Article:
McCormick (MKC) is a good example. Yes, it was trending higher in July, August and September, but the stock continued to motor ahead (and even accelerated its uptrend) after the overall market topped out. But then MKC suffered five straight days of giant-volume selling (which in itself is a sell rule) and has barely bounced since the low. Big picture, I’d be avoiding some defensive plays that may seem cheap here; if the market shapes up, there will likely be better names to own.
Stock Chart #3: Back Burner Watch List
These are stocks that held up relatively well during the decline (though not as well as the cream of the crop) and have bounced decently since. The idea is that they could emerge in a few weeks, but still need time to properly set up—I’m watching them, but they’re on the back burner for now.
Dexcom (DXCM), maker of the G6 continuous glucose monitor, fits in this category. Sure, the stock took some hits (down about 31% from high to low), but it held its 200-day line during the December crash, which was better than 90% of stocks out there. And now (thanks to a solid 2019 outlook at a conference this week), the stock has popped on good (not amazing) volume.
That said, while it’s looking solid, the stock has a good amount of overhead to chew through in the 140 to 150 area. Not saying I would definitely wait for shares to hit new highs to buy it, but DXCM is likely going to need a little while to rally further, pull back, tighten up, etc., before it completes its launching pad.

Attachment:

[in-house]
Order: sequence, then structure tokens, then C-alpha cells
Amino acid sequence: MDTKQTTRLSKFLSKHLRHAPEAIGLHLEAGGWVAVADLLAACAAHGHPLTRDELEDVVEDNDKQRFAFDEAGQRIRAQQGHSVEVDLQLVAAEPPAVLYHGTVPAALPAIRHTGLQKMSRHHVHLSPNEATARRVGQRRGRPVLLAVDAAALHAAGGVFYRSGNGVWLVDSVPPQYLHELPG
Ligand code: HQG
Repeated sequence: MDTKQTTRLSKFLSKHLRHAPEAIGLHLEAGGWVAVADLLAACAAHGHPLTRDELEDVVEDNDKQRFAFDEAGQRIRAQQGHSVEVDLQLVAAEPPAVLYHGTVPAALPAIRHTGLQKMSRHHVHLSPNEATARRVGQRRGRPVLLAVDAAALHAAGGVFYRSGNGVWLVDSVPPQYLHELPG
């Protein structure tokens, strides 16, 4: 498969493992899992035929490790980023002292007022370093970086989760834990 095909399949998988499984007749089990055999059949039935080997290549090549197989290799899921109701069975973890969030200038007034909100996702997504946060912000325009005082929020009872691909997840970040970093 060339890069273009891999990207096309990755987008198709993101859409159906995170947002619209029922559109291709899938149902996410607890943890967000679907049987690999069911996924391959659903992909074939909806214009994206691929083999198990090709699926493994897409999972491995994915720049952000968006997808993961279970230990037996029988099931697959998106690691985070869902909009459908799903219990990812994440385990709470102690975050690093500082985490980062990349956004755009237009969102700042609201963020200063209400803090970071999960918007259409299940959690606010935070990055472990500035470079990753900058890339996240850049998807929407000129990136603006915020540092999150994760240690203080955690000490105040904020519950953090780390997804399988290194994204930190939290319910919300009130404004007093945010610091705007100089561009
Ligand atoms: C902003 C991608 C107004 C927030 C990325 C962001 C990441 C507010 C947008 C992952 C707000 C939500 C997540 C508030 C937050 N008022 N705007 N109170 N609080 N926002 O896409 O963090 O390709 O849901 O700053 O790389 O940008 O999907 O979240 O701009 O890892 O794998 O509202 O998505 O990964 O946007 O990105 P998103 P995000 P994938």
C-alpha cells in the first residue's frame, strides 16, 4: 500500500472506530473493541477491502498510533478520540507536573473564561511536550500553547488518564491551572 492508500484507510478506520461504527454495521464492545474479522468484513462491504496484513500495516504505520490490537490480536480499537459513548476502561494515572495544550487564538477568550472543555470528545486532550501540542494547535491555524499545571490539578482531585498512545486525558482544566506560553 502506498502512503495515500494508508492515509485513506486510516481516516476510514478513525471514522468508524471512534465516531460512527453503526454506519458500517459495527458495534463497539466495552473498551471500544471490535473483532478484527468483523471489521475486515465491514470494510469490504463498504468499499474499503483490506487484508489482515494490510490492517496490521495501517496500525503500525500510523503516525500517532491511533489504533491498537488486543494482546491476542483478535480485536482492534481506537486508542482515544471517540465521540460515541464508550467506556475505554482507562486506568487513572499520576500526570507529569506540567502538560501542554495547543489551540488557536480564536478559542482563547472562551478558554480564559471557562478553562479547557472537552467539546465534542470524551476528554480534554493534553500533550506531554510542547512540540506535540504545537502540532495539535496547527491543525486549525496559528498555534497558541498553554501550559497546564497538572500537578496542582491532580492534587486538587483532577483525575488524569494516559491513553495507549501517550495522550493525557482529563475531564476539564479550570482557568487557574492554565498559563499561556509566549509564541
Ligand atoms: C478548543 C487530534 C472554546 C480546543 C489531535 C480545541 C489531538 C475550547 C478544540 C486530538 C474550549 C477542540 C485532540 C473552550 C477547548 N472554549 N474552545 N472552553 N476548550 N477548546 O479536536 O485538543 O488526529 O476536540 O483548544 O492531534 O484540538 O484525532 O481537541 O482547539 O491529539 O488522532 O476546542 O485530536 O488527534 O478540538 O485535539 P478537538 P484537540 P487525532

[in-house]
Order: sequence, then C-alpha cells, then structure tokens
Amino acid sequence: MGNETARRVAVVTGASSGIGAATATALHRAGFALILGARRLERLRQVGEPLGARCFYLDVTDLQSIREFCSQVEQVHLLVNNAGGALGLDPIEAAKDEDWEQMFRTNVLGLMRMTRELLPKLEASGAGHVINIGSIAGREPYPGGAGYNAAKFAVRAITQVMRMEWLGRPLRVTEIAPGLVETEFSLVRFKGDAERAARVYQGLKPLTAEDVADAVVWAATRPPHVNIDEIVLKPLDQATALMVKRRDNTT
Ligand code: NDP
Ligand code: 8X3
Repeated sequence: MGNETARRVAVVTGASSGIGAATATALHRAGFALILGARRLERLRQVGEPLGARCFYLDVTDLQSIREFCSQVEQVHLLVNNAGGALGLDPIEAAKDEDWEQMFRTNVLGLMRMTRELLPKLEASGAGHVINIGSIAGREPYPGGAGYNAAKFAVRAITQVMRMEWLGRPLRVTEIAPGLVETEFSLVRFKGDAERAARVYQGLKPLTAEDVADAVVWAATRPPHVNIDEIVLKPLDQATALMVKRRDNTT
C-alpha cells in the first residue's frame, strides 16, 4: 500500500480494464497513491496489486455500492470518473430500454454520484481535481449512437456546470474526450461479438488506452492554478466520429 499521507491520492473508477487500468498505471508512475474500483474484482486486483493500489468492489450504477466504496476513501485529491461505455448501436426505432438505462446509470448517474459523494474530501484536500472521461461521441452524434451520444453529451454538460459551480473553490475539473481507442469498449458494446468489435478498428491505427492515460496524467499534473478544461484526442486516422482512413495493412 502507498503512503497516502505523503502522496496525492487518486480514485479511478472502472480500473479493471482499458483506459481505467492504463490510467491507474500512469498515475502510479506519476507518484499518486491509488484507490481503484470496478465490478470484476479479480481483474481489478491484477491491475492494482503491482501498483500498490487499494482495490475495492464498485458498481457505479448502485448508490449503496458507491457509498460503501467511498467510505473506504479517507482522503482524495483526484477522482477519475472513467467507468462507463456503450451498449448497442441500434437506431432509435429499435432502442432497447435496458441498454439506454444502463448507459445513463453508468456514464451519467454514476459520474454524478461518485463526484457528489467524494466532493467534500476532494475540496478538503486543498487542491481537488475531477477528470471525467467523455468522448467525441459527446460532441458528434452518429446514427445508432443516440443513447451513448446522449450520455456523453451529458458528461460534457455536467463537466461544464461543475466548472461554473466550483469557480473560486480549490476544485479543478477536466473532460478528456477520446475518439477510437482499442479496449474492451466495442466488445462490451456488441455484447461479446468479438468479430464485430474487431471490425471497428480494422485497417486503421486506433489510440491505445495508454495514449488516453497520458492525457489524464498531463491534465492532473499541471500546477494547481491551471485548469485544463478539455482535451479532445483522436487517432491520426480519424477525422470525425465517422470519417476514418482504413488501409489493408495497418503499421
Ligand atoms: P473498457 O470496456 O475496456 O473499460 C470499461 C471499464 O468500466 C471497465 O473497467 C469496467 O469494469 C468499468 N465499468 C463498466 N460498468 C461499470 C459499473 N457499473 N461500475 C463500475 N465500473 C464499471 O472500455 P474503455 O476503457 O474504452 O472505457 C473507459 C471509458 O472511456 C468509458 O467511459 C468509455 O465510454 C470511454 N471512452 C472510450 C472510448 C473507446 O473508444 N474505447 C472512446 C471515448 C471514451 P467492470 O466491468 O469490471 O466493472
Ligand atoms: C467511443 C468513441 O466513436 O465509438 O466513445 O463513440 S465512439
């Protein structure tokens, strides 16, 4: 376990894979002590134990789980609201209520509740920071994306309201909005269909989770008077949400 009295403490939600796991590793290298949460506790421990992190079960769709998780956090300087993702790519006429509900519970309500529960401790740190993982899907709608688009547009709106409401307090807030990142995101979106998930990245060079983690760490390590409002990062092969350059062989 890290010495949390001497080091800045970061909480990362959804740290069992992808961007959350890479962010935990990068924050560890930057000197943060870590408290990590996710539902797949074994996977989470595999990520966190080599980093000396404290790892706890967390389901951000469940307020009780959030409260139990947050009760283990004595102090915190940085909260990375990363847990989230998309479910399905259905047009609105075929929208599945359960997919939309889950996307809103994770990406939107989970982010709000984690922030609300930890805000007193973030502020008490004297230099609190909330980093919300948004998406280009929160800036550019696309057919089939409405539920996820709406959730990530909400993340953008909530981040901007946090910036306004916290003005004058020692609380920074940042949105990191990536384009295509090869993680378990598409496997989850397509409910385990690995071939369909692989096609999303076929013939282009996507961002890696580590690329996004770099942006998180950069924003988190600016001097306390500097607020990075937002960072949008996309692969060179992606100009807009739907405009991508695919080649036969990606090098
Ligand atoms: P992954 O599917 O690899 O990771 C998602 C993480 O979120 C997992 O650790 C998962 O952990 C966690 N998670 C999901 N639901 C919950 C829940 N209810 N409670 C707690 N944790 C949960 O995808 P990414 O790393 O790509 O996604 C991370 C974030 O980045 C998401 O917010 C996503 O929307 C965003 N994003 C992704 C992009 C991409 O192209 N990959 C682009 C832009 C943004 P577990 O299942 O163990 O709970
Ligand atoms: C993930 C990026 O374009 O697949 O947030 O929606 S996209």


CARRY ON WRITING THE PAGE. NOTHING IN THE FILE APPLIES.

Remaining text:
Stock Chart #4: Front Burner Watch List
These are stocks that, simply put, I like, and am waiting for an entry point. I’ve written about many of these in my last few columns and, of course, in my Cabot Growth Investor and Cabot Top Ten Trader advisories. There are (happily) many examples, but one is Zscaler (ZS), which held up pretty well after its September-October dip, etched a higher low in December and is now stretching toward its old highs. I’d like a lower-risk entry point, but this is one among many that I’m keeping a close eye on.
Stock Chart #5: Watch List, Already Broken Out
These are names that held up well, and (mostly) didn’t even take the time to set up, but have already pushed out to (or very close to) new highs on solid volume. Take a look at Alteryx (AYX), a leader in the newer advanced analytics software industry (I think of the group as a follow-on to the initial Big Data movement). Shares got hit numerous times during the market’s slump, but etched higher lows all the while, snapped back quickly after every dip, and this week, briefly spiked to new highs as the market rallied.
As a heads up, breakouts are low-odds plays in downtrending markets. Thus, I’m not saying a stock like AYX has a huge chance of a straight-up move right now. (Indeed, AYX has pulled back since the breakout attempt.) But obviously these are the names that are in pole position if this market rally turns into the real McCoy.
So what’s the point of all these categories? Simply that sorting some names (mostly the ones I’m watching) into buckets helps me when it comes to prioritizing certain names and setting expectations, too. If a bunch of names that look like they’ve probably bottomed go on to implode, for instance, it would tell me the selling pressures are spreading, whereas if a bunch of back burner watch list stocks breakout within a week or two, things are even stronger than they appear.